Business negotiations with Pakistan pick up steam

Tribune News Service

Charanjit Singh Teja

Amritsar, May 30

In the final days of the election campaign, from Nabha to Ludhiana to Amritsar, the resumption of trade with Pakistan has become a hot topic.

Annual trade potential of Rs 6,000 crore through ICP

  • The Attari-Wagah Integrated Check Post (ICP) was established and inaugurated in 2012 during the UPA government at the Centre. At the time, trade analysts and the government expected trade through the ICP to rise by over Rs 6,000 crore per annum.
  • After the Pulwama attack, India imposed a 200% tariff on Pakistani imports, making trade with Pakistan completely impossible. Later, Pakistan halted trade following India’s abrogation of Article 370 in Jammu and Kashmir.
  • However, trade by land routes with Afghanistan and other Central Asian countries continues, with the exception of limited items.

Voters in Ferozepur and Fazilka have made this demand in every election, asking for the Hussainwala border with Pakistan to be opened for trade. Pakistan is usually referred to as an enemy country at political rallies, but trade with its western neighbour is a source of income and employment for many in Punjab.

Traders and workers in Amritsar are hopeful that trade with Pakistan may resume after the elections, but Prime Minister Narendra Modi has not given any assurances in this regard in three rallies he held last week.

However, Union External Affairs Minister S. Jaishankar and BJP candidate from Amritsar, Taranjit Sandhu, spoke of smooth ties with Pakistan and resumption of bilateral trade through the Attari-Wagah land corridor after the elections.

Ludhiana BJP candidate Ravneet Bittu also spoke out on the issue today, saying, “If we come to power, believe me when I say it, Wagah border will be opened within a year. The entire expressway being constructed by the BJP from Bathinda to Amritsar to Katra will eventually be used to start trade with Pakistan.”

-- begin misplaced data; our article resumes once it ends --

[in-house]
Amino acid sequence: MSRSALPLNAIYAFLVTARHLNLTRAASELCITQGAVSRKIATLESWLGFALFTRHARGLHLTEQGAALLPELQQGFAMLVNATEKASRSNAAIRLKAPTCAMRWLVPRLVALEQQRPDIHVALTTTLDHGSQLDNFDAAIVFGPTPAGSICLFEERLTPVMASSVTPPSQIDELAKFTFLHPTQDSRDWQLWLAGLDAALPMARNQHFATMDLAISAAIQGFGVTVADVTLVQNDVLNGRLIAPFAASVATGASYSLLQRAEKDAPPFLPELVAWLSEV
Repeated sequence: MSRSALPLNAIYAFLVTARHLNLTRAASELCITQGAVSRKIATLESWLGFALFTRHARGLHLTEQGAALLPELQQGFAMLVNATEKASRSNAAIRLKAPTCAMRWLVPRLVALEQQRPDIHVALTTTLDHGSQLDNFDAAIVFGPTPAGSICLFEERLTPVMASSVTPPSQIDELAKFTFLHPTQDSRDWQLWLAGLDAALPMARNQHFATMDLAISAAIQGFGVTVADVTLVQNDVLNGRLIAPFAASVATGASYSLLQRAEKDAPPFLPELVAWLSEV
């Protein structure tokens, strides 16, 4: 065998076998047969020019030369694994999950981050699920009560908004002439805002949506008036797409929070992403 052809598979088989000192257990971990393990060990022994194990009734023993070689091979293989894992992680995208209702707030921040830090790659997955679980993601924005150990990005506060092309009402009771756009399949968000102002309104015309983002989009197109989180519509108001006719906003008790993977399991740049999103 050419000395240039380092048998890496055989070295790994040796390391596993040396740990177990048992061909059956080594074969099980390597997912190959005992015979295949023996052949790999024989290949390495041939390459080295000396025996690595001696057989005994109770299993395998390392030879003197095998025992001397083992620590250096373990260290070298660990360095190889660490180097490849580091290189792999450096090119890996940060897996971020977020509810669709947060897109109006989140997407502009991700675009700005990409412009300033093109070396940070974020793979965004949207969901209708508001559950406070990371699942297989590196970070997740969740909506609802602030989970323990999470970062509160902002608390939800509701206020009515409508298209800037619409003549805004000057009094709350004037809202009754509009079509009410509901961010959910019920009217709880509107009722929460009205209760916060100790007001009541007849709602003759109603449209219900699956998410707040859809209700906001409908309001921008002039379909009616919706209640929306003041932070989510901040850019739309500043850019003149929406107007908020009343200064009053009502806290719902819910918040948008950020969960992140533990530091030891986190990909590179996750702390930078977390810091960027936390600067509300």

Around 3,000 labourers working at the Attari-Wagah Integrated Check Post (ICP) between India and Pakistan have lost regular employment since 2019, when trade with Pakistan was halted after the Pulwama attack. Bhajan Singh, labour chairman of Hind Mazdur Sabha, said, “Till 2019, around 3,000 labourers used to work at the ICP in two shifts. Now, as only trade with Afghanistan has been liberalised, only around 50 labourers work here daily. The rest return home without earning a single penny. When trade with Pakistan was liberalised, labourers used to earn Rs 1,500 a day. Now, their daily income has come down to Rs 300.”

Rajinder Singh Marwaha, president of the World Sikh Chamber of Commerce, claimed hundreds of truckers have been forced to sell their vehicles as business has fallen. He said traders who earlier did Rs 1,000 crore a year were now unable to repay loans.

After the Pulwama attack, India imposed a 200% tariff on imports from Pakistan, making business impossible. In August 2019, following the abrogation of Article 370 for Jammu and Kashmir, Pakistan ended trade with India. However, trade with Afghanistan and other Central Asian countries by land route continues, but on a limited scale.

The ICP was set up and opened during the UPA government at the Centre in 2012. At the time, trade analysts and the government expected trade through the ICP to rise by over Rs 6,000 crore per annum.

The Shiromani Akali Dal and SAD (Amritsar) manifestos have also pledged to resume trade with Pakistan. Various farmer organisations have also sought opening up of the border for traders, which would also benefit the farming community.

The demand has been echoed by traders in Nabha, near Patiala, far from Amritsar. The agro-industry in Nabha has also called for the resumption of the Samjhauta rail service between India and Pakistan.

Charan Singh, president of Navar Agricultural Industries, said the train was used to export straw harvesters, a key product, to Pakistan. The suspension of the train has affected the livelihoods of hundreds of people in Navar.

Besides machinery, many small factories producing auto parts such as blades and belts and employing between 30 and 100 people have lost their big markets, with knock-on effects on the transport and labour sectors.

Gurpreet Singh, vice-president of Nabha’s prominent agro-industries, said the company used to export goods worth Rs 80 million to Pakistan in one farming season.

Another manufacturer said the rail shutdown had hurt sales and led Pakistani customers to turn to “cheaper and less reliable” Chinese products. And the Indian government, which once earned dollars from taxes, is now losing that revenue to China.

(With inputs from Shivani Bhakoo and Mohit Khanna)

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